Preference, feed characteristics, and feather pecking in laying hens
Feather pecking has been controlled in the laying hen industry through methods such as beak trimming, breeding low feather pecking lines, providing enrichment items, and altering diets to promote satiety. Two recent studies have shown the positive impact of feeding silage (a relatively low nutrient feed item) in addition to (or as supplement) a nutritionally balanced hen ration in terms of decreased aggressive and feather pecking behaviour and improved feather score. The objectives of this thesis were to determine which specific characteristic(s) hens prefer, and if the preferred characteristics were responsible for improving hen welfare. Initial experiments consisted of a preference test, which provided a supplement in a removable insert in front of half a cage, and a balanced ration in the other half. In the first experiment, hens were shown to have a locational preference in the feed trough, not resulting from the presence of the insert, nor from intraspecific competition. Experiment two tested the preference for an ensiled or non-ensiled, and moist or dry material using barley greens, dried barley greens, barley silage, and dried barley silage. Results indicated that hens show preference for moist, non-ensiled materials, but ensiled materials are not rejected. Further investigations took place focusing on physical characteristics as experiment two results suggested a preference for unfermented products. Experiment three examined the provision of a forage-able substrate which was edible (wet or dry barley) or not (plastic lace), and found that edible materials increase the time spent at the feeder. Experiment four tested the preference for particle size of various edible materials (oats, silage and alfalfa) and found hens spend more time with smaller particles sizes of silage and oat materials. The final experiment (Experiment five) used a supplement with all preferred characteristics (wet pea fibre) to determine its impact on feather pecking in birds housed in conventional and enriched cages. Birds given supplemental material did not increase time spent at the feeder, and feathers showed no more or less wear than would be expected from the housing system. Vent scores (areas typically affected by pecking) tended to improve under the presence of pea fibre. Feather pecking decreased when hens were offered pea fibre when housed in large group and enriched cages. Decreased body weight, heavier gizzards, and improved feed efficiency (balanced feed per dozen eggs) point towards improved digestive efficiencies with consumed fibre, even though elongation of the ileum and jejunum seem to contradict this hypothesis. While highly preferred, moist, non-ensiled, low nutrient pea fibre did not impact hen welfare to the degree seen in previous studies with silage. However, similar feedstuffs are still a possible means of enrichment to reduce feather pecking and increase welfare in laying hens, and future research should continue with different bird strains and materials for enrichment, as well as examining hen digestive efficiencies and effects on production costs.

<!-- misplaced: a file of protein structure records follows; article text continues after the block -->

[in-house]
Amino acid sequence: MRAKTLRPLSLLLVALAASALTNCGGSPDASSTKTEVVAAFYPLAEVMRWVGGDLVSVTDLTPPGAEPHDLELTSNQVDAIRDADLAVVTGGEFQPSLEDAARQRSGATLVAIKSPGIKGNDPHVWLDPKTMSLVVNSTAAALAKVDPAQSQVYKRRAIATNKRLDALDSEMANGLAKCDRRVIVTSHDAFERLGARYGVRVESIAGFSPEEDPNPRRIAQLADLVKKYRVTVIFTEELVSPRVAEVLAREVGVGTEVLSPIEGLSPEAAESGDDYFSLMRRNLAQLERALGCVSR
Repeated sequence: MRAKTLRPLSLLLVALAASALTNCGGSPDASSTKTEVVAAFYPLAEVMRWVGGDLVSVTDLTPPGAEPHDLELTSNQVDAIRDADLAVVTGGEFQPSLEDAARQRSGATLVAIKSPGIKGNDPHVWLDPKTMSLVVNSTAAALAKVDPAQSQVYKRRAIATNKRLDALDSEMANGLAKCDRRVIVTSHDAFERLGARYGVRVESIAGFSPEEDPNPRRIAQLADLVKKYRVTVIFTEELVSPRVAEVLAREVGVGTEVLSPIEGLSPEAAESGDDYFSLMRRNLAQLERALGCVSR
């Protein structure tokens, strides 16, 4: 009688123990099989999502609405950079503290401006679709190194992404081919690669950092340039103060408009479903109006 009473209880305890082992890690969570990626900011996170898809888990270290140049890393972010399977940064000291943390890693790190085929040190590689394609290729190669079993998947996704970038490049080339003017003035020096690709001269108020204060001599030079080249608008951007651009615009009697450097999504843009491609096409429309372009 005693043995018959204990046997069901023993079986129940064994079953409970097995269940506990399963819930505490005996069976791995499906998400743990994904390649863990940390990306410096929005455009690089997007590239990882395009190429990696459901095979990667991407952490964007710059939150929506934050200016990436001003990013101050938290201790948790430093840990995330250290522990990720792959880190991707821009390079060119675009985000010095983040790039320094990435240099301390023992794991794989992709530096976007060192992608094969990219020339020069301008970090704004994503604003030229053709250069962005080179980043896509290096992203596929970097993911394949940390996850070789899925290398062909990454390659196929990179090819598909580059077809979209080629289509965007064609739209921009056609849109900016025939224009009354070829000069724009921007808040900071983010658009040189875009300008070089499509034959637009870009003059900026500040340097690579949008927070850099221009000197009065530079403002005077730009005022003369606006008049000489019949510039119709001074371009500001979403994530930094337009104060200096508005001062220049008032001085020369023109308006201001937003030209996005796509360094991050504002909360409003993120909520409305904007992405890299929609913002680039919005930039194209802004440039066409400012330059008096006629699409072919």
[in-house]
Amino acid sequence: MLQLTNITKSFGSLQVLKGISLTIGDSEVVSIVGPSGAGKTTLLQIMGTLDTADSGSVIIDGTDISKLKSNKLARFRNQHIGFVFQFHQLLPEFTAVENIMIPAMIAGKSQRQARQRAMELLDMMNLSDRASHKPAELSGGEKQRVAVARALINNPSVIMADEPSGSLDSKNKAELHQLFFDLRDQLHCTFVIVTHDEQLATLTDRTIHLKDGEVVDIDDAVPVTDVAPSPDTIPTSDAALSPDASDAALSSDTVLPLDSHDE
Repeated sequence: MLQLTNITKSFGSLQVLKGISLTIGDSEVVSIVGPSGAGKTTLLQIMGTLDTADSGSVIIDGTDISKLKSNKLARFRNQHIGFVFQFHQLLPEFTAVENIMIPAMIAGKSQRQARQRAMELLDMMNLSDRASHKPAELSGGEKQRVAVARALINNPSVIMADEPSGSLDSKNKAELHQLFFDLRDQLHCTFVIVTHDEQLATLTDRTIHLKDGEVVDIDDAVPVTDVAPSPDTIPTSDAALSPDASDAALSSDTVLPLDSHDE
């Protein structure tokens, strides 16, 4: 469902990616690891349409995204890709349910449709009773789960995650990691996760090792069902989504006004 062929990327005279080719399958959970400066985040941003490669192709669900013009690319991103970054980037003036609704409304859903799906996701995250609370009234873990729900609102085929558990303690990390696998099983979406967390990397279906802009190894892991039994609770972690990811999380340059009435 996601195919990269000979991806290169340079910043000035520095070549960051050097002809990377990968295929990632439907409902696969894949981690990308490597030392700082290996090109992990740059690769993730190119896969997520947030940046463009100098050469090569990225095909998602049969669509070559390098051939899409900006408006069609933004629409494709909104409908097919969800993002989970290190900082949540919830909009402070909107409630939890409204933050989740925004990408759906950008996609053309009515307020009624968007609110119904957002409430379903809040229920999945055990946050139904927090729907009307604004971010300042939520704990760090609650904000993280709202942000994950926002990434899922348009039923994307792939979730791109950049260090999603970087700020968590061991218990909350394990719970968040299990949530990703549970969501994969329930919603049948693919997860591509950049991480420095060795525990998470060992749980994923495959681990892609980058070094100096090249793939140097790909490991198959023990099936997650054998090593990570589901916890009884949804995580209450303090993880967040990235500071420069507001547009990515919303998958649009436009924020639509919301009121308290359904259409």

DegreeMaster of Science (M.Sc.)
DepartmentAnimal and Poultry Science
SupervisorClassen, Henry L.
CommitteeStookey, Joseph; Gonyou, Harold; Christensen, Dave
Copyright DateJuly 2012